NMCC job fair draws employers, soon-to-be grads
PRESQUE ISLE, Maine — More than 50 businesses and organizations came to meet potential employees at Northern Maine Community College’s annual job fair, the largest in Aroostook County.
The popular job fair held Thursday, March 9 brought out a range of industries in the region and many prospective workers from campus and beyond. The large presence of employers should “challenge the perception that there are few opportunities for job-seekers in the region,” said Ruth White, regional director of Early College for ME program.
Among the entities recruiting at the event were area medical centers, government agencies, forest product companies like Maibec, construction firms like Soderberg, and nonprofits like the Central Aroostook Association.
“Coming here is a big thing for us,” said Jamie Corrigan, a human resources coordinator with Cary Medical Center in Caribou. “We speak with a lot of nursing students.”
Corrigan said the 65-bed hospital is “looking for mostly nurses right now,” as well as certified nursing assistants. Amid a national nursing shortage, Cary and other hospitals are always recruiting nurses, Corrigan said.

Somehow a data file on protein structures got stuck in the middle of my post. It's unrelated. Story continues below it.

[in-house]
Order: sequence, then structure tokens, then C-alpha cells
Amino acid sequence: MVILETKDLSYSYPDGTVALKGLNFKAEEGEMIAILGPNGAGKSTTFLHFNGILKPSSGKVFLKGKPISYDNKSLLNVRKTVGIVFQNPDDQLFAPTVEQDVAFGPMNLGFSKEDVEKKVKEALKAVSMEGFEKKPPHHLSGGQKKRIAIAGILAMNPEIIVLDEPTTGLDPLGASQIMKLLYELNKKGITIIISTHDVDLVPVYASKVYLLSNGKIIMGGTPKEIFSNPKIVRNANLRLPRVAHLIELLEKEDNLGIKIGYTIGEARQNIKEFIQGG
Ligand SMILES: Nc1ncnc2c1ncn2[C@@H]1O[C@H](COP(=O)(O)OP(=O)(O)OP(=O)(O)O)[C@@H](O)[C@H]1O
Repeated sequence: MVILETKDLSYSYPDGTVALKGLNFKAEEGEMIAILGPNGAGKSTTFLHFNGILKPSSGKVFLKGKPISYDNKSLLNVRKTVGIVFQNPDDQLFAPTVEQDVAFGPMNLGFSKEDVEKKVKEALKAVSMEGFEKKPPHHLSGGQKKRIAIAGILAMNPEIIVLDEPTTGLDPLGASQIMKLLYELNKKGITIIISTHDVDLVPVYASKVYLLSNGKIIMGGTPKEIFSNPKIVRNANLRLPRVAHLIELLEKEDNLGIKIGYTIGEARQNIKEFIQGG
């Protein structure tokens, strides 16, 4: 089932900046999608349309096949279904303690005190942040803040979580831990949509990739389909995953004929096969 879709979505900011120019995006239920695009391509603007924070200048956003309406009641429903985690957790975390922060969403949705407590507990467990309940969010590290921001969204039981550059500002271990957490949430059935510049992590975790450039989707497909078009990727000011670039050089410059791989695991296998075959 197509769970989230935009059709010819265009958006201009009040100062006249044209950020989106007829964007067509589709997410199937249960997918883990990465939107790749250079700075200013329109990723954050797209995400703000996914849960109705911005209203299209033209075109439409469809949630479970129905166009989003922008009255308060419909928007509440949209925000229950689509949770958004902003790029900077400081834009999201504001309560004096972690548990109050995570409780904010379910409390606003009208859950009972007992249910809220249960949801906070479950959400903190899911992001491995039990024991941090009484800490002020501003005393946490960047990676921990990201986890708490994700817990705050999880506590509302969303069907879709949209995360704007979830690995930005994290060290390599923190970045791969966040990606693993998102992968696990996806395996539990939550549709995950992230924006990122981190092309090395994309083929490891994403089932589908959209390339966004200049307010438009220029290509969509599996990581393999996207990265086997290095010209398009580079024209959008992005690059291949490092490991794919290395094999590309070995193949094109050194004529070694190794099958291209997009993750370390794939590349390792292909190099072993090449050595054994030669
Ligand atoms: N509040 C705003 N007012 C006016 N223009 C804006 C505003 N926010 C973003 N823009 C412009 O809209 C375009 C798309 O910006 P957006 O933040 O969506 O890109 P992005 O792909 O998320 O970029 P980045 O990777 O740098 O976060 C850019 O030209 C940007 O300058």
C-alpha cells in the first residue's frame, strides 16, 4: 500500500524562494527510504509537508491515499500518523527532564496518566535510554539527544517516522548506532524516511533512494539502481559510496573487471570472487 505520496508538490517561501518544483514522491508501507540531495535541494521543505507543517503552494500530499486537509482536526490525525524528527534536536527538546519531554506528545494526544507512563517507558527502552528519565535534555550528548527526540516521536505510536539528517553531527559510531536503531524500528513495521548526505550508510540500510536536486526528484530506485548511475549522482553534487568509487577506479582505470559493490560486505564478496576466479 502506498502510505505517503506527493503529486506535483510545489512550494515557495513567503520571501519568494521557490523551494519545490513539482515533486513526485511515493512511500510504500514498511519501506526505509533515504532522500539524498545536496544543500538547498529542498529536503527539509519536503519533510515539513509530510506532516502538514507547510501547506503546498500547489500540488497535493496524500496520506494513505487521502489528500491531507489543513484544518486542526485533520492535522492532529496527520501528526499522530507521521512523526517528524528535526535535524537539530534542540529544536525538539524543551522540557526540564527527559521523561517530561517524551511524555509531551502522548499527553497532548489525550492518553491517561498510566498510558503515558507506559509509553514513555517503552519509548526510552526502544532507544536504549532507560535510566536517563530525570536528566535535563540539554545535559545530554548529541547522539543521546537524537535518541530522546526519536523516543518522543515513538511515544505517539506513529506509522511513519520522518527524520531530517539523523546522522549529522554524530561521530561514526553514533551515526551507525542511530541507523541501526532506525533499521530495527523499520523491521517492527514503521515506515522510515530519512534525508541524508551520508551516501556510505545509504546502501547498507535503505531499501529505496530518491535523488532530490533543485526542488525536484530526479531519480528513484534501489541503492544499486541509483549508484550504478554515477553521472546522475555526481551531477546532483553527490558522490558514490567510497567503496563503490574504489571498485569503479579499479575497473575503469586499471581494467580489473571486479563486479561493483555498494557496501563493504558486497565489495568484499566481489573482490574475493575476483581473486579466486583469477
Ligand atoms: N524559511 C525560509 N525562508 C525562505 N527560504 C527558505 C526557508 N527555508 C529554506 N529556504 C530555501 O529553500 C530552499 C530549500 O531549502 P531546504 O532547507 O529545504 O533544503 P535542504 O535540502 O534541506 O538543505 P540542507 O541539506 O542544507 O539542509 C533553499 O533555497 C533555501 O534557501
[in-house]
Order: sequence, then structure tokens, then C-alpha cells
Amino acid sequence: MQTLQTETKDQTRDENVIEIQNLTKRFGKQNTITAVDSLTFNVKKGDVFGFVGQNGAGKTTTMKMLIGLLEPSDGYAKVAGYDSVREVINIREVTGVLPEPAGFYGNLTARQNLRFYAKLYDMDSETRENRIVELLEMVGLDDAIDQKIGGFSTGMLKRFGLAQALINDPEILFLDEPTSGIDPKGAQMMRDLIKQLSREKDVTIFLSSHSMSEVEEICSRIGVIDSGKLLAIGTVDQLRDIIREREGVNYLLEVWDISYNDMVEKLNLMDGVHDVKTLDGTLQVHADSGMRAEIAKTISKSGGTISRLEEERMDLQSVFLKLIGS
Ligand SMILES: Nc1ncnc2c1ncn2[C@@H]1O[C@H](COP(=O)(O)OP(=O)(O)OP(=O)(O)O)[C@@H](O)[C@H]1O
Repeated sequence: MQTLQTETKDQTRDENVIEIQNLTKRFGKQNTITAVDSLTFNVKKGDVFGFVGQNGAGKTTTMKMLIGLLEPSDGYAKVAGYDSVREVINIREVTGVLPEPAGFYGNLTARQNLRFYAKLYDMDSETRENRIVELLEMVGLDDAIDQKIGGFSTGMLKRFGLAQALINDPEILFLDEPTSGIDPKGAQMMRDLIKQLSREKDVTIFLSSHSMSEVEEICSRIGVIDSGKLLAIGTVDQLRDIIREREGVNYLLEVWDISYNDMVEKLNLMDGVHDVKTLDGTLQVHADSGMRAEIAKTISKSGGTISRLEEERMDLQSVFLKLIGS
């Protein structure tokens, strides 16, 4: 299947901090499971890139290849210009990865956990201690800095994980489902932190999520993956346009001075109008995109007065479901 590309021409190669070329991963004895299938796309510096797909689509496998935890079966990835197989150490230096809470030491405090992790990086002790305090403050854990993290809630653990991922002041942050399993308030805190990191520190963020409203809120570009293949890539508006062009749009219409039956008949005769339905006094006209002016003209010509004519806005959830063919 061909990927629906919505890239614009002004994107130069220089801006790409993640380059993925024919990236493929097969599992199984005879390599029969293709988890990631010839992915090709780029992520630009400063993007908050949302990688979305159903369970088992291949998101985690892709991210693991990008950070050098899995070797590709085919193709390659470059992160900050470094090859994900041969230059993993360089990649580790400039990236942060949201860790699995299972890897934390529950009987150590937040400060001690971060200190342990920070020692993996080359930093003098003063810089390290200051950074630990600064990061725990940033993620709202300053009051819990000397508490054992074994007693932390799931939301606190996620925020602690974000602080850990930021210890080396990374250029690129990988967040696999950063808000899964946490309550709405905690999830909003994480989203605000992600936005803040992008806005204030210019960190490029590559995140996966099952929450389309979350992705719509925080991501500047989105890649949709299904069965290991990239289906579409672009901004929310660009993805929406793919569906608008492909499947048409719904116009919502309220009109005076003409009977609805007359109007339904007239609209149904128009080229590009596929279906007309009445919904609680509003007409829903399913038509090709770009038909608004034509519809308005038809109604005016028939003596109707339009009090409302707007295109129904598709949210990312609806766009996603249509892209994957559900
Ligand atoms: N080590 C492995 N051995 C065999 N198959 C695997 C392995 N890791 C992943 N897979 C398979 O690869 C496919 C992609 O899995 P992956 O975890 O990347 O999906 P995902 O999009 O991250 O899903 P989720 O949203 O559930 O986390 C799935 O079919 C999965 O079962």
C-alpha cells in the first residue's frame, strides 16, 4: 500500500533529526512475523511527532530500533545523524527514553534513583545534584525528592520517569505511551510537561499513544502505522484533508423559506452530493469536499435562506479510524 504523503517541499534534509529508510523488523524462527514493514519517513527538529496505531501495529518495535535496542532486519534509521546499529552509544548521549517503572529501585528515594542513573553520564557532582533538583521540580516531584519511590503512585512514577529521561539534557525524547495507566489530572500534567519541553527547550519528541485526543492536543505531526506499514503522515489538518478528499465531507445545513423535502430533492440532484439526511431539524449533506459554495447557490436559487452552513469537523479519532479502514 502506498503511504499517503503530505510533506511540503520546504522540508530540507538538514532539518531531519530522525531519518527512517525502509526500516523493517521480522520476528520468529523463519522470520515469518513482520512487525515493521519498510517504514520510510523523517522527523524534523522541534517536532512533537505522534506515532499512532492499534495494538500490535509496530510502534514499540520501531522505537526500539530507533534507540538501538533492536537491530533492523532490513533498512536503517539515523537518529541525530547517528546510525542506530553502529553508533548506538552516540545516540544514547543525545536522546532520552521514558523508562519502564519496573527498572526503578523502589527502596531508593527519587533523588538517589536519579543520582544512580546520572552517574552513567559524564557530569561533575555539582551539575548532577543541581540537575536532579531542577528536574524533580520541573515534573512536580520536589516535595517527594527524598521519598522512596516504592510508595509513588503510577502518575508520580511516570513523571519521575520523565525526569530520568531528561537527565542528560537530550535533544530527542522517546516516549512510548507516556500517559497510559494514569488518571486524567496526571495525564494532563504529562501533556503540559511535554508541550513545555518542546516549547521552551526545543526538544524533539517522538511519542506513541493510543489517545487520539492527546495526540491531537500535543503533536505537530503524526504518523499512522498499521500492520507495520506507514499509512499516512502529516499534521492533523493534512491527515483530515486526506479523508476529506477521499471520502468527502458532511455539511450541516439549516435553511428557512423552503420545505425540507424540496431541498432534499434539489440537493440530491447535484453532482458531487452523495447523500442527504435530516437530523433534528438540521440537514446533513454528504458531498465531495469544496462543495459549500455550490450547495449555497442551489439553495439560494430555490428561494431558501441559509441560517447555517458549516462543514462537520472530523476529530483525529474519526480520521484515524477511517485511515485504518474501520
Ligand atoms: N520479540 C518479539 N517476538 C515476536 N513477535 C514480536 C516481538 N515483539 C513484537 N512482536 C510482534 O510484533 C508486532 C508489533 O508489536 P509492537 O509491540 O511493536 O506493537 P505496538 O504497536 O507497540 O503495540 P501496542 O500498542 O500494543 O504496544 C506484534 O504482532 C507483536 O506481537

Cary has long hired recent NMCC nursing graduates and partnered with Aroostook’s community college to host nursing students on clinical rotations.
Cary also has a financial education loan program that will pay off student loans for recent nurse graduates accepting a job with the hospital, Corrigan said.
Beyond nurses, she said, “We urge people to apply even if a job is not open. We keep applications on file for six months.”
Corrigan, originally from Caribou, started working at Cary part-time while studying criminal justice at the University of Maine Presque Isle. “I wanted to gain some experience in the health care field because I really wasn’t sure what I wanted to do. I ended up starting in HR part-time and when I graduated in May took a full-time position.”
Among the students at the job fair were Dylan Fox and Chandler Dobson, both seniors in electrical construction.
Fox, originally from Fort Fairfield, said he wants to work in commercial construction after graduation and is open to relocating or staying in the region. “It depends on where the money is,” he said.
Fox has not made any applications with companies, but was spending part of the job fair talking with representatives from some of the major construction firms. Cianbro, the state’s largest contractor, was the first booth he stopped at.
Dobson, originally from Washburn, said he’s aiming to land a job working on industrial computerized equipment and heavy machine maintenance.
“I’m looking to stay local,” he said.